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Archive for October, 2008

Start with the truth

Having read “all marketers are liars” I love this suggestion…

Socialmedia100 | chrisbrogan.com

In a recent post, Seth Godin offers some storytelling suggestions:

Start with the truth. Identify the worldview of the people you need to reach. Describe the truth through their worldview. That’s your story. When you overreach, you always fail. Not today, but sooner or later, the truth wins out. Negative or positive, the challenge isn’t just to tell the truth. It’s to tell truth that resonates.

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Drop Everything- Run to LinkedIn NOW | chrisbrogan.com

Drop Everything- Run to LinkedIn NOW
October 29, 2008

linkedin apps LinkedIn just launched applications, and at I believe that for some of us, this has some really great potential to develop even more business opportunities. Not only can you display your capabilities in the broader sense, but with these applications, you can now display what you’re working on, your other passions, your travel schedule and more.

Others are going to write about the platform and what it means to have apps there and will this work as a business. I don’t give a rat’s ass. You, and I’m talking to you, run out and get into your account today. Link up your WordPress or TypePad blog. Put up a few of your last presentations using the new SlideShare application. prsentations Consider throwing TripIt on there, and showing people where they can run into you at upcoming events. This is just dog clever.

Run to LinkedIn and incorporate your stuff into your profile. Make sure it’s a great complement to what you’re already doing, and amp up the way you promote yourself using that service.

What do you think? What other kinds of apps should LinkedIn be seeking? What apps do you use that make sense as another addon to the platform? How will this impact how you’re doing business?

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Twitter Goes Mainstream – WSJ.com

One of the hottest technologies in Silicon Valley is also one of the simplest.

The online service from Web start-up Twitter Inc. prompts users to do one thing: answer the question, “What are you doing?” in 140 characters or less. People type these brief updates, known as “tweets,” into Twitter’s site or send them to Twitter as text messages. Friends and colleagues can then check the site to monitor each other’s updates.

When the service first appeared a couple of years ago, its appeal seemed largely limited to narcissists who wanted to let everybody know what they were doing in real time. But, like blogs and social-networking sites, Twitter is starting to cross into the mainstream, as a wide range of people find interesting uses for the brief notes.

Doctors are using Twitter to update patients about office hours. Local groups such as the Los Angeles Fire Department are using it to share details about service calls with interested residents, occasionally with graphic descriptions of the victims’ conditions. And dozens of major companies, like computer maker Dell Inc., use Twitter to share deals and product news with people who sign up for the service.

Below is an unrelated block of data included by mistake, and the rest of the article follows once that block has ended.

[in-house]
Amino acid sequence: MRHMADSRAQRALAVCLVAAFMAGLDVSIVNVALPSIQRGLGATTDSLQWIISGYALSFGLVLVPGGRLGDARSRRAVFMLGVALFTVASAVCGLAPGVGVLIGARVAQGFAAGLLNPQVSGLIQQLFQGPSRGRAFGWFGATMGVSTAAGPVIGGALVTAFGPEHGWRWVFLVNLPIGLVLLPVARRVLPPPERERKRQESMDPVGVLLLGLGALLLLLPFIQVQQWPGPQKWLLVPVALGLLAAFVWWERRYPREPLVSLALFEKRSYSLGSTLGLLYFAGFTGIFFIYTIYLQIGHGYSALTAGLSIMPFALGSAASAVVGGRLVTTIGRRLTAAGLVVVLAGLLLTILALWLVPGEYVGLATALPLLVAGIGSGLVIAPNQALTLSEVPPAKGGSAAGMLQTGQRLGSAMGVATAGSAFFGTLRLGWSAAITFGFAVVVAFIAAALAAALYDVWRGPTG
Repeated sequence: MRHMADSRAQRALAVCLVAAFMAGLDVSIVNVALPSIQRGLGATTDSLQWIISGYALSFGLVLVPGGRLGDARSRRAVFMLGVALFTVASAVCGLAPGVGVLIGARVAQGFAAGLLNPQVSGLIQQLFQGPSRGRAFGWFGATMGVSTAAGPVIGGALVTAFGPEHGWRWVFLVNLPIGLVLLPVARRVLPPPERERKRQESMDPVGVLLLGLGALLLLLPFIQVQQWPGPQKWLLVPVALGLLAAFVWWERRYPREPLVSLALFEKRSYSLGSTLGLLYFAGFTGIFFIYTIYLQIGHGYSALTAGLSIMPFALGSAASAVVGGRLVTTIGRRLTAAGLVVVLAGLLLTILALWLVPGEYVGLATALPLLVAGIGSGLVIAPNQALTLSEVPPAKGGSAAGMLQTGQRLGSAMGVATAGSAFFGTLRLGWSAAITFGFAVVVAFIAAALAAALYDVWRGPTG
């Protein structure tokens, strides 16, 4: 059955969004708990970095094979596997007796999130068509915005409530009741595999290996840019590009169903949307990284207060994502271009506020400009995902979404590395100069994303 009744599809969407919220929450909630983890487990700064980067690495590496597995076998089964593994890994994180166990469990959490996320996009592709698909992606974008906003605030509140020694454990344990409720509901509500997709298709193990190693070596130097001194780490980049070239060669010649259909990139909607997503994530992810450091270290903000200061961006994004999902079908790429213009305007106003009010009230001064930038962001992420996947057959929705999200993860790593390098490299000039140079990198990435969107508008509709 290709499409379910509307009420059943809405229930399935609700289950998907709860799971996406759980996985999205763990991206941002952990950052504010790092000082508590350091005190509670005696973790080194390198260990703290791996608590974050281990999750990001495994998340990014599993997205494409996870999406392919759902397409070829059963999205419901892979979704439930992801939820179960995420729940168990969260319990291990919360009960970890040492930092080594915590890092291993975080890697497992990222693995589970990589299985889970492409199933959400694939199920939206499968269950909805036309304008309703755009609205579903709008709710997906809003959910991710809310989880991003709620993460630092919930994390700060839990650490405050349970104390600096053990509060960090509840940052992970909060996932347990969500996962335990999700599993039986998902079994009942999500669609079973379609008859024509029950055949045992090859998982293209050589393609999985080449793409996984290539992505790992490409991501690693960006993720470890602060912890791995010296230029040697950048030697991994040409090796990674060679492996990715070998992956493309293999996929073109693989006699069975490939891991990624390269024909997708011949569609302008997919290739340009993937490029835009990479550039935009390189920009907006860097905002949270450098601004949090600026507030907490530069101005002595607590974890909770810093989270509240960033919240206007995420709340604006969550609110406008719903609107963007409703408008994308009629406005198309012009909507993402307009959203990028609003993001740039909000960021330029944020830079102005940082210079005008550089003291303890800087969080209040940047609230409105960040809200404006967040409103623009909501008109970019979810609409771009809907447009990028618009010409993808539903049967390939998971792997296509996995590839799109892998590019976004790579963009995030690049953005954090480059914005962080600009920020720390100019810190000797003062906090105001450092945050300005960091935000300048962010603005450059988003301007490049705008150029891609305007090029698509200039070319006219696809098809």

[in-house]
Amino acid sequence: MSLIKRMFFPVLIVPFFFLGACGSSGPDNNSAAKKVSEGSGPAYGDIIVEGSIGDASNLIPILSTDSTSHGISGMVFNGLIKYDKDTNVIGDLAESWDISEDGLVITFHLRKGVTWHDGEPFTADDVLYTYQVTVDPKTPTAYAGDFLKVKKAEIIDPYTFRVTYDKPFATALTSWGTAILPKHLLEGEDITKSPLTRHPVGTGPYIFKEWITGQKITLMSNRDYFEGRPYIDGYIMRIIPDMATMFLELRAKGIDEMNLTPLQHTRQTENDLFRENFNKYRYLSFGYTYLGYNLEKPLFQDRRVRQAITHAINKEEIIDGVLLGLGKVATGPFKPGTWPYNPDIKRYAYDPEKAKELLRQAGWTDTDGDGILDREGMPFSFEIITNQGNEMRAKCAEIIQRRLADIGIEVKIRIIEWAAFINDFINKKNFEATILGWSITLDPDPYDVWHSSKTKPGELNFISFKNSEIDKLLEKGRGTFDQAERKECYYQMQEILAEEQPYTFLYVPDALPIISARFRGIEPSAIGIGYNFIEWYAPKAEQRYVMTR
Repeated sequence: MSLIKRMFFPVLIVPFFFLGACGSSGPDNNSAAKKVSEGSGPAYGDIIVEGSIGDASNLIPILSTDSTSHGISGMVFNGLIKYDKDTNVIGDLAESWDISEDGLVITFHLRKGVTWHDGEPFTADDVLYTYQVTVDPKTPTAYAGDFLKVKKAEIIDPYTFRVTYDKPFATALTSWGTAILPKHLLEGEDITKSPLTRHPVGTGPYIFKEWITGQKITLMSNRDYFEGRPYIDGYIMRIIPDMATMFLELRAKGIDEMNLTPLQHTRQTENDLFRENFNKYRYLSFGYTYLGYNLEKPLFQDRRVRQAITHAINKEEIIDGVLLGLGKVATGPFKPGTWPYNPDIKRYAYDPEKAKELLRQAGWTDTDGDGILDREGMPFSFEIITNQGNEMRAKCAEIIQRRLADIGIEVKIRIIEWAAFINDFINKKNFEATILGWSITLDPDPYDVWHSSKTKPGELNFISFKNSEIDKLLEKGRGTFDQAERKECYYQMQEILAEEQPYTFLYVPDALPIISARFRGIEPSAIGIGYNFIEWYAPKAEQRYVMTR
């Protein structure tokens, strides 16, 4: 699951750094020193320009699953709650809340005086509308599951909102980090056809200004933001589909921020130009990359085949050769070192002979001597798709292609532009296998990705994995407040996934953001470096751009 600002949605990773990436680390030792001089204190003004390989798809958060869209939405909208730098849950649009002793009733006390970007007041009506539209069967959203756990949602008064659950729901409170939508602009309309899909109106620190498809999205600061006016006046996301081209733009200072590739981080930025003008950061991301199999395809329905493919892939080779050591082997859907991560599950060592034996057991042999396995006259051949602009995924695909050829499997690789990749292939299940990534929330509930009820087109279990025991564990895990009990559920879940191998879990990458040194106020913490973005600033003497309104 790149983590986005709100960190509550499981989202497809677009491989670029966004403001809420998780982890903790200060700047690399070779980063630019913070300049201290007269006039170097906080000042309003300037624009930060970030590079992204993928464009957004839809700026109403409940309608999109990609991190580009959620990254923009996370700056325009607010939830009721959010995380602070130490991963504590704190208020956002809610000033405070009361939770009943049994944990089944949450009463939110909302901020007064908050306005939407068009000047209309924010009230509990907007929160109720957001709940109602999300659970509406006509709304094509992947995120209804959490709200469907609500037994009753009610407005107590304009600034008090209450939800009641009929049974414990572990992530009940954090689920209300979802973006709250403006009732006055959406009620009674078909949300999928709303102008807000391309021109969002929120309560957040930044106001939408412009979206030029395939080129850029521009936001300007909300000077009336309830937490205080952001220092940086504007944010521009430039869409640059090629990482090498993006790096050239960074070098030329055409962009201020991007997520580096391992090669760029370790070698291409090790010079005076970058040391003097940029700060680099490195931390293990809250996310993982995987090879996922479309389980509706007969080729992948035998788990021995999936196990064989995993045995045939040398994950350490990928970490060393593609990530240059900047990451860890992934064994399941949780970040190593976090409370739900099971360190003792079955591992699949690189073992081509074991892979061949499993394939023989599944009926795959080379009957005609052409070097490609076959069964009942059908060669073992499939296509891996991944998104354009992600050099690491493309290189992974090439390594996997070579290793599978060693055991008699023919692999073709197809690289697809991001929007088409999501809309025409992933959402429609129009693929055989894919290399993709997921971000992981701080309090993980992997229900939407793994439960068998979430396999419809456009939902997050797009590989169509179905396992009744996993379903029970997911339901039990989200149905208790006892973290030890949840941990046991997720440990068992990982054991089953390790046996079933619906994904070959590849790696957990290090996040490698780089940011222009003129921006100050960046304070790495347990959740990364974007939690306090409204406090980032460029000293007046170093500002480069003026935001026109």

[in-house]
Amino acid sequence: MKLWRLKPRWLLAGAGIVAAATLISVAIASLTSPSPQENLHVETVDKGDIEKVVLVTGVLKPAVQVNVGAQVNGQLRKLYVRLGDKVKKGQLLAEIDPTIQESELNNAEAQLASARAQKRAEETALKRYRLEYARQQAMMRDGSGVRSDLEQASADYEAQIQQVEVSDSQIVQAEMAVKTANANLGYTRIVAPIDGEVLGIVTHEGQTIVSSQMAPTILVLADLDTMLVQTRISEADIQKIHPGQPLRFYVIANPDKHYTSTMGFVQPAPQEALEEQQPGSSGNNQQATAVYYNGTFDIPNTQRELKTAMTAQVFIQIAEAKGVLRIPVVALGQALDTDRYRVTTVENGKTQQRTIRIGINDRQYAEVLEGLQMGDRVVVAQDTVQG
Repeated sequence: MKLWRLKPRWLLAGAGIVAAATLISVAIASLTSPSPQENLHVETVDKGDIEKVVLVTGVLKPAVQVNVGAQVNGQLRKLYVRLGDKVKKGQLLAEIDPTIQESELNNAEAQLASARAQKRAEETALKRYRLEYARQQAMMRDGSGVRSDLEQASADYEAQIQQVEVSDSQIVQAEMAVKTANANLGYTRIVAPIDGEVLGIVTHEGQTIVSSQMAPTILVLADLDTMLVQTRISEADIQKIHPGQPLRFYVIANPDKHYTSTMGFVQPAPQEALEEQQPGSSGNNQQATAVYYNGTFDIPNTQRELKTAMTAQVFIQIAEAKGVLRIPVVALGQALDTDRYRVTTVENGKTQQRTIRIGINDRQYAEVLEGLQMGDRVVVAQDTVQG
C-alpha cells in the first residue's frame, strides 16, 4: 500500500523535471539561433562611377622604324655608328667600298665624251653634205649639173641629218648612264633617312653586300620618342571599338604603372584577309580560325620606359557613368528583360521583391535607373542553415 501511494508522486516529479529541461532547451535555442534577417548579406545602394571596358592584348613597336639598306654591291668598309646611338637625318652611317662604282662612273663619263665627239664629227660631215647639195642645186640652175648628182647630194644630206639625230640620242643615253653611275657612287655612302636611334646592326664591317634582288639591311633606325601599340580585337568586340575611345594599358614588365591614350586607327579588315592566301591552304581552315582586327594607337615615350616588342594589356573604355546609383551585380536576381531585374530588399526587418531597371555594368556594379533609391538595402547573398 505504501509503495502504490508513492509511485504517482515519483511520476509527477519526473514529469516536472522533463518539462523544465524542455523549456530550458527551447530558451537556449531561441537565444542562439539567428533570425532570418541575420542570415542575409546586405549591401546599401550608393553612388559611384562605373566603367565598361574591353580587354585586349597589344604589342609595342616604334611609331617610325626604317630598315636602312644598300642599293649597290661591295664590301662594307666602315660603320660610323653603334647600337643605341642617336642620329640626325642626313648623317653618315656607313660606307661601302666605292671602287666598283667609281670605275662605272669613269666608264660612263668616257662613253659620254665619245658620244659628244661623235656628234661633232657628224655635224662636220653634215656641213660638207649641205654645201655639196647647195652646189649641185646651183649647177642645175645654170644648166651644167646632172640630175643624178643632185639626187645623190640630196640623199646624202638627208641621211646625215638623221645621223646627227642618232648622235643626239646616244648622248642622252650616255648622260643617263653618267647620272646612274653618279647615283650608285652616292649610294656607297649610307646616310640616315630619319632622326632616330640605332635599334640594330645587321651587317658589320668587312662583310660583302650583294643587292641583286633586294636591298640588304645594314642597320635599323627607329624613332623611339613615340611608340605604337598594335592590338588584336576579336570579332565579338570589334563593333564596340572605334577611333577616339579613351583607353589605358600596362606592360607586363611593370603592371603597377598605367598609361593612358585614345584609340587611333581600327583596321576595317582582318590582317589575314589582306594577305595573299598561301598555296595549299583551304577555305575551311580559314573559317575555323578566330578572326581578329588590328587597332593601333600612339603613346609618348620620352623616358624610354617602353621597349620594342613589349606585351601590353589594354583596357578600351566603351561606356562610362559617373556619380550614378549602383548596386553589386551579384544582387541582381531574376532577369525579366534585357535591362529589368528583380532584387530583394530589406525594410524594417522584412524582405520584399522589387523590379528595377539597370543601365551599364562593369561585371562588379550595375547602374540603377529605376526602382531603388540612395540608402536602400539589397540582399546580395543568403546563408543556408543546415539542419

(more…)

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Heard about this on net@night and looks great. Free, Easy, No Login for Listeners..

COVERITLIVE.COM – Why CoveritLive?

It turns live blogging into an online event.

When you use CoveritLive’s software your commentary is streaming live onto your web pages or blog, so your readers hear from you immediately after that election result comes in, or that terrible play gets called or the next time an actor gets bleeped at the Oscars. Because they can instantly get their questions to you as well as participate in polling questions you create, there is a reason for them to stay online for a long time…not just check back in once in a while. Once you add in some pictures and videos all in real time, you’ve created an event worth watching

What you’re using today does not meet all your needs.

Today’s live blogs simply are not that engaging. The problem isn’t the writer, it’s the software they’re using. Standard publishing tools force you to type, press save (or maybe preview), then go to your blog, hit refresh and hope that you got it right. Your readers send in comments or questions by email or post them at the bottom of your page where they cannot be seen. Giving them the feeling that you are interacting with them is almost impossible. Quickly dropping in a polling question, a picture or a video clip probably requires a call to the IT department or a lot of up front work. In short, your software is holding you back. CoveritLive is built for live blogging.

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Just when many of my professional friends are thinking about writing a blog…..

WIRED MAGAZINE: 16.11

Twitter, Flickr, Facebook Make Blogs Look So 2004
By Paul Boutin Email 10.20.08

Thinking about launching your own blog? Here’s some friendly advice: Don’t. And if you’ve already got one, pull the plug.

Writing a weblog today isn’t the bright idea it was four years ago. The blogosphere, once a freshwater oasis of folksy self-expression and clever thought, has been flooded by a tsunami of paid bilge. Cut-rate journalists and underground marketing campaigns now drown out the authentic voices of amateur wordsmiths. It’s almost impossible to get noticed, except by hecklers. And why bother? The time it takes to craft sharp, witty blog prose is better spent expressing yourself on Flickr, Facebook, or Twitter.

(more…)

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TravelTrends – Travel search intelligence: performance among demographic segments – Compete, Inc.

TravelTrendsTM Weekly travel insights from Compete

By: Jack Drew
September 28, 2008